DrugLib.com — Drug Information Portal

Rx drug information, pharmaceutical research, clinical trials, news, and more

Active ingredient: Fentanyl - Brands, Medical Use, Clinical Data

Brands, Medical Use, Clinical Data

Drug Category

  • Anesthetics
  • Narcotics
  • Adjuvants
  • Analgesics
  • Opiate Agonists

Dosage Forms

  • Disc (sustained-release)
  • Liquid
  • Solution

Brands / Synonyms

Actiq; Duragesic; Duragesic-100; Durogesic; Fentanest; Fentanil; Fentanil [DCIT]; Fentanila; Fentanila [Inn-Spanish]; Fentanyl; Fentanyl citrate; Fentanylum; Fentanylum [Inn-Latin]; Fentora; Pentanyl; Phentanyl; Sentonil; Sublimaze; Sublimaze


For the treatment of cancer patients with severe pain that breaks through their regular narcotic therapy.


Fentanyl is an opioid analgesic. Fentanyl interacts predominately with the opioid mu-receptor. These mu-binding sites are discretely distributed in the human brain, spinal cord, and other tissues. In clinical settings, Fentanyl exerts its principal pharmacologic effects on the central nervous system. Its primary actions of therapeutic value are analgesia and sedation. Fentanyl may increase the patient's tolerance for pain and decrease the perception of suffering, although the presence of the pain itself may still be recognized. In addition to analgesia, alterations in mood, euphoria and dysphoria, and drowsiness commonly occur. Fentanyl depresses the respiratory centers, depresses the cough reflex, and constricts the pupils.

Mechanism of Action

Opiate receptors are coupled with G-protein receptors and function as both positive and negative regulators of synaptic transmission via G-proteins that activate effector proteins. Binding of the opiate stimulates the exchange of GTP for GDP on the G-protein complex. As the effector system is adenylate cyclase and cAMP located at the inner surface of the plasma membrane, opioids decrease intracellular cAMP by inhibiting adenylate cyclase. Subsequently, the release of nociceptive neurotransmitters such as substance P, GABA, dopamine, acetylcholine and noradrenaline is inhibited. Opioids also inhibit the release of vasopressin, somatostatin, insulin and glucagon. Fentanyl's analgesic activity is, most likely, due to its conversion to morphine. Opioids close N-type voltage-operated calcium channels (OP2-receptor agonist) and open calcium-dependent inwardly rectifying potassium channels (OP3 and OP1 receptor agonist). This results in hyperpolarization and reduced neuronal excitability.


Not Available


Not Available

Biotrnasformation / Drug Metabolism

Fentanyl is metabolized primarily via human cytochrome P450 3A4 isoenzyme system.


Because serious or life-threatening hypoventilation could occur, DURAGESIC® (fentanyl transdermal system) is contraindicated:

· in patients who are not opioid-tolerant

· in the management of acute pain or in patients who require opioid analgesia for a short period of time

· in the management of post-operative pain, including use after out-patient or day surgeries, (e.g., tonsillectomies)

· in the management of mild pain

· in the management of intermittent pain (e.g., use on an as needed basis [prn])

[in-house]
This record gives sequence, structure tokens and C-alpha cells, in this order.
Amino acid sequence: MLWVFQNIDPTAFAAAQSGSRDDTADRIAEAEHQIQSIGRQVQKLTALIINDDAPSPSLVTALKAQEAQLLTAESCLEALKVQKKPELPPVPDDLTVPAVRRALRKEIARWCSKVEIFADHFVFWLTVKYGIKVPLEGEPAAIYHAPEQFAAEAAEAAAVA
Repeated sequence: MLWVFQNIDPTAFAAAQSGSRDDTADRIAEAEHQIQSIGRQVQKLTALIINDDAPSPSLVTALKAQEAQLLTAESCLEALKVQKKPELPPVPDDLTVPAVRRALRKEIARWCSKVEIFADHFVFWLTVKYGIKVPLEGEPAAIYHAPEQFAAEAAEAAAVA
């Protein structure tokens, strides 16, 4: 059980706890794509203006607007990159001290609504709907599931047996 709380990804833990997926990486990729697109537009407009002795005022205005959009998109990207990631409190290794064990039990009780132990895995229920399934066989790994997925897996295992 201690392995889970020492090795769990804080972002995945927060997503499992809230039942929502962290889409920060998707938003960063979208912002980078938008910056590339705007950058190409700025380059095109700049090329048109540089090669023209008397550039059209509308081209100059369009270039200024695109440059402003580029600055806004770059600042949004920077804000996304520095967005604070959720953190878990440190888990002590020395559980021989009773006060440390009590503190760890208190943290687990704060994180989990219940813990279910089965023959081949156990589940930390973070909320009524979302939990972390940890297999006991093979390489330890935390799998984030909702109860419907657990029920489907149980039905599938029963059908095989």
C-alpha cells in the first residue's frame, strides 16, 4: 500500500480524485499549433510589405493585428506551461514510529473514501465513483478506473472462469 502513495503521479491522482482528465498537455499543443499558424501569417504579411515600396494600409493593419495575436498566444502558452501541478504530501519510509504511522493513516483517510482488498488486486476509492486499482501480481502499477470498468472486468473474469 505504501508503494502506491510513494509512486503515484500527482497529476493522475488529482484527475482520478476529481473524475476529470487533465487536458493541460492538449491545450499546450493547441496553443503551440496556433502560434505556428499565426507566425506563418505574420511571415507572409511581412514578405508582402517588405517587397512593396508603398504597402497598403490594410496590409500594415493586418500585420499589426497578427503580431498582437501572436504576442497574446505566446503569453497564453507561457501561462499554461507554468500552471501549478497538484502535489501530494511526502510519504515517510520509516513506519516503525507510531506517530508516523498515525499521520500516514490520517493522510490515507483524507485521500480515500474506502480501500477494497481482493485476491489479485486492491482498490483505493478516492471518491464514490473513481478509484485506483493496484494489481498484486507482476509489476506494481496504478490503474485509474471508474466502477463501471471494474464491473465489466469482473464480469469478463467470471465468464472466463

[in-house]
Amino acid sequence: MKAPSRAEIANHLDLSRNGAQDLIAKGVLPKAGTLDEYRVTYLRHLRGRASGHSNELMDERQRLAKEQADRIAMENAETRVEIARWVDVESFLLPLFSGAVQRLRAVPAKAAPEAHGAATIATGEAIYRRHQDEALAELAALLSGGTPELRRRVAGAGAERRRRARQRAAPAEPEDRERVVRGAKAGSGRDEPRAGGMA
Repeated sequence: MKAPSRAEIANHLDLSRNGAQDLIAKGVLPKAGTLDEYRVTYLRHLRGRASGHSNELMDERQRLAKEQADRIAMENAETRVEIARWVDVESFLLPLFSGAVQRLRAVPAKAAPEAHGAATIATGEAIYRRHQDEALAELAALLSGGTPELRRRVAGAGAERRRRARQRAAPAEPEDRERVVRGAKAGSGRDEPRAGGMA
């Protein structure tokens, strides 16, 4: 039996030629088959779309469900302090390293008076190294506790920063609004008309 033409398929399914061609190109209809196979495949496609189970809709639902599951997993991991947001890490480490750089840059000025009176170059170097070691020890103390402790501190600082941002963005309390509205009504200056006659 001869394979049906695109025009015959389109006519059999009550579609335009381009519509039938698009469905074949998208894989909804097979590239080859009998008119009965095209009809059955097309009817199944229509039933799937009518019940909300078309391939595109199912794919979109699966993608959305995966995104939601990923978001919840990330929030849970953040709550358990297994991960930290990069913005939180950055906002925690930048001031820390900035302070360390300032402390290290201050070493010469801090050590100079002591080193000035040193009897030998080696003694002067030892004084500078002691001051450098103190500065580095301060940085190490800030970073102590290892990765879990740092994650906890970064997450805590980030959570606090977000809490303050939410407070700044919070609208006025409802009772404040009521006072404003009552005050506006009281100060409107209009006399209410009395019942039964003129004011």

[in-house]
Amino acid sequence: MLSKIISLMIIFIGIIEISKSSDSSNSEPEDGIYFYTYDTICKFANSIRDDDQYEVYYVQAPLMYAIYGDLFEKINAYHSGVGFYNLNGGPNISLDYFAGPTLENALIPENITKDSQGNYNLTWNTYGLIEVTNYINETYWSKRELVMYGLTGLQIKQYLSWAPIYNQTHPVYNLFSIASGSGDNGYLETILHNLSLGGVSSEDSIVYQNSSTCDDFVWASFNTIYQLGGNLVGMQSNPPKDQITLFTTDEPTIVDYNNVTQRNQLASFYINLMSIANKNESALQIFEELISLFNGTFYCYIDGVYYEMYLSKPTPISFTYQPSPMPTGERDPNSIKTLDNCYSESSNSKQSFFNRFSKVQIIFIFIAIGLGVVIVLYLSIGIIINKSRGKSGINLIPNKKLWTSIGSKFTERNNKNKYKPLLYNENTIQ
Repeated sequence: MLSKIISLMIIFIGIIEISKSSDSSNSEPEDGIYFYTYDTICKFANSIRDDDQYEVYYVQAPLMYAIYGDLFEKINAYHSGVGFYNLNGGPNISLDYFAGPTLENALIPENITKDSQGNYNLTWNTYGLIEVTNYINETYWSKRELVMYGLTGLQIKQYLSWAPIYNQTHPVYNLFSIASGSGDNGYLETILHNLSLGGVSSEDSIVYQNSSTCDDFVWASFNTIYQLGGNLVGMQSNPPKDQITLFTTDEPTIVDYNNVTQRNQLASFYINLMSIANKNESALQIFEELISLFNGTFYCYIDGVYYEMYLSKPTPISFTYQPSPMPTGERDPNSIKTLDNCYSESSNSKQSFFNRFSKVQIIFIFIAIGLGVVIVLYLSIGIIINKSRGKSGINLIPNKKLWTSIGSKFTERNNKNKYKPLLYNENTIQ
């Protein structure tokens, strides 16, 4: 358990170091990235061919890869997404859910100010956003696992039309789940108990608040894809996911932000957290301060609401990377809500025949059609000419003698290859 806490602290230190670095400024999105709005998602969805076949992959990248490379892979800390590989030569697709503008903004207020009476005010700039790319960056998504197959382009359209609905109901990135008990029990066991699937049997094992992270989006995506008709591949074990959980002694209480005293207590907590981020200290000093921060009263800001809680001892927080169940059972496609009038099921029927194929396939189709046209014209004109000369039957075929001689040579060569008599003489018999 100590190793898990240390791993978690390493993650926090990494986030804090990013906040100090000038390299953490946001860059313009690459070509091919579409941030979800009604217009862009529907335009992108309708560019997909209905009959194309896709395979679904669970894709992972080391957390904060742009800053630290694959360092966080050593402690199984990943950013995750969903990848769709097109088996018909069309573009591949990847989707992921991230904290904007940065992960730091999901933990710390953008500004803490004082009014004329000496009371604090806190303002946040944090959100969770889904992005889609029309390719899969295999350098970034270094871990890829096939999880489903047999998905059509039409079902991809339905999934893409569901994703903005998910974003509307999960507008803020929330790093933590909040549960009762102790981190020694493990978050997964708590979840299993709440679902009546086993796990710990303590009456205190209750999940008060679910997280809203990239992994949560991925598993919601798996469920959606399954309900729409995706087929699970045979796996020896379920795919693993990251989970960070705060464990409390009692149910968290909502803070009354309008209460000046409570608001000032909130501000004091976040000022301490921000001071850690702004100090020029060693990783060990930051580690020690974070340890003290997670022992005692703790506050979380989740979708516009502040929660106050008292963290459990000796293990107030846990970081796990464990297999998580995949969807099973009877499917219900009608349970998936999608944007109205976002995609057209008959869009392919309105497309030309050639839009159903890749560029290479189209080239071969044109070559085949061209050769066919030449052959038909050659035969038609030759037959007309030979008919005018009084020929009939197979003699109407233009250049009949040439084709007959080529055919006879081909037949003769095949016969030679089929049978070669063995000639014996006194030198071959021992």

· in situations of significant respiratory depression, especially in unmonitored settings where there is a lack of resuscitative equipment

· in patients who have acute or severe bronchial asthma

DURAGESIC® (fentanyl transdermal system) is contraindicated in patients who have or are suspected of having paralytic ileus.

DURAGESIC® (fentanyl transdermal system) is contraindicated in patients with known hypersensitivity to fentanyl or any components of this product.

Drug Interactions

Agents Affecting Cytochrome P450 3A4 Isoenzyme System

Fentanyl is metabolized mainly via the human cytochrome P450 3A4 isoenzyme system (CYP3A4), therefore potential interactions may occur when DURAGESIC® is given concurrently with agents that affect CYP3A4 activity. Coadminstration with agents that induce 3A4 activity may reduce the efficacy of DURAGESIC®. The concomitant use of transdermal fentanyl with ritonavir or other potent 3A4 inhibitors such as ketoconazole, itraconazole, troleandomycin, clarithromycin, nelfinavir, and nefazadone may result in an increase in fentanyl plasma concentrations. The concomitant use of other CYP3A4 inhibitors such as diltiazem and erythromycin with transdermal fentanyl may also result in an increase in fentanyl plasma concentrations, which could increase or prolong adverse drug effects and may cause serious respiratory depression. In this situation, special patient care and observation are appropriate.

Central Nervous System Depressants

The concomitant use of DURAGESIC® (fentanyl transdermal system) with other central nervous system depressants, including but not limited to other opioids, sedatives, hypnotics, tranquilizers (e.g., benzodiazepines), general anesthetics, phenothiazines, skeletal muscle relaxants, and alcohol, may cause respiratory depression, hypotension, and profound sedation, or potentially result in coma or death. When such combined therapy is contemplated, the dose of one or both agents should be significantly reduced.

MAO Inhibitors

DURAGESIC® is not recommended for use in patients who have received MAOI within 14 days because severe and unpredictable potentiation by MAO inhibitors has been reported with opioid analgesics.

-- advertisement -- The American Red Cross
Home | About Us | Contact Us | Site usage policy | Privacy policy

All Rights reserved - Copyright DrugLib.com, 2006-2017